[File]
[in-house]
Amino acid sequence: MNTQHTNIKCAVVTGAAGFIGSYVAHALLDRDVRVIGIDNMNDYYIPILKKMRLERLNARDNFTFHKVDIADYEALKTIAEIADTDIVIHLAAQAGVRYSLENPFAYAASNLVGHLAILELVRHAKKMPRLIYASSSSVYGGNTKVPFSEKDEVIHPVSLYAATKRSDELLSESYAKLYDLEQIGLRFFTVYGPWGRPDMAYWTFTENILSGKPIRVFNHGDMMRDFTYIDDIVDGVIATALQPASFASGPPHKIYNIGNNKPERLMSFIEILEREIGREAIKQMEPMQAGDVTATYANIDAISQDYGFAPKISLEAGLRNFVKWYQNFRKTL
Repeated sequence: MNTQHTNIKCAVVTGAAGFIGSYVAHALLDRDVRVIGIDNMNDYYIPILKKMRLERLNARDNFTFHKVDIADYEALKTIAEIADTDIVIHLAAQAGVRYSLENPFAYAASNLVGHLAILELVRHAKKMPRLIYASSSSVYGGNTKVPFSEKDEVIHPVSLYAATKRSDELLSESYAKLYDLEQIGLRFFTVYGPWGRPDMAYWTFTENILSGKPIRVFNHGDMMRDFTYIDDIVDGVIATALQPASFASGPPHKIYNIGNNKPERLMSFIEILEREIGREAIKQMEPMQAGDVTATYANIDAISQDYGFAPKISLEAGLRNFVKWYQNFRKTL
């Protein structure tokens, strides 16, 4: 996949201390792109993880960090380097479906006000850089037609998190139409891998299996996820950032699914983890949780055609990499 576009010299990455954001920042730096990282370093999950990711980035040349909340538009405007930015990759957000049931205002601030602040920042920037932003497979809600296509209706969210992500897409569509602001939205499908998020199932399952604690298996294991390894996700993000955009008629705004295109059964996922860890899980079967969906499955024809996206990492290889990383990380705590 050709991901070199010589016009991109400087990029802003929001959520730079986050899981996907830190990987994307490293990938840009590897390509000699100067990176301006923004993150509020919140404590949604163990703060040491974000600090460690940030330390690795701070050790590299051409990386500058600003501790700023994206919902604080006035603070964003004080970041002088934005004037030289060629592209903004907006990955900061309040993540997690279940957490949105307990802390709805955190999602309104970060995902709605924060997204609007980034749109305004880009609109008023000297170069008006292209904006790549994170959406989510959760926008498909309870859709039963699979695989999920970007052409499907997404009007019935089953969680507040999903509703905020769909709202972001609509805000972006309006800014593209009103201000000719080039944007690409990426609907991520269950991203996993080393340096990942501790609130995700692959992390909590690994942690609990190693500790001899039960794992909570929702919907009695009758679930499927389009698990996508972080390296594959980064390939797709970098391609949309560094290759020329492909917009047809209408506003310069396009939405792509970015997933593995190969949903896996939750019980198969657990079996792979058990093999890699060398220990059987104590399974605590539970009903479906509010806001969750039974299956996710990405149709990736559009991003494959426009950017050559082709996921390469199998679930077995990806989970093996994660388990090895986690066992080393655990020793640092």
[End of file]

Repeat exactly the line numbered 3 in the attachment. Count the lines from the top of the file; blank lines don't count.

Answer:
Repeated sequence: MNTQHTNIKCAVVTGAAGFIGSYVAHALLDRDVRVIGIDNMNDYYIPILKKMRLERLNARDNFTFHKVDIADYEALKTIAEIADTDIVIHLAAQAGVRYSLENPFAYAASNLVGHLAILELVRHAKKMPRLIYASSSSVYGGNTKVPFSEKDEVIHPVSLYAATKRSDELLSESYAKLYDLEQIGLRFFTVYGPWGRPDMAYWTFTENILSGKPIRVFNHGDMMRDFTYIDDIVDGVIATALQPASFASGPPHKIYNIGNNKPERLMSFIEILEREIGREAIKQMEPMQAGDVTATYANIDAISQDYGFAPKISLEAGLRNFVKWYQNFRKTL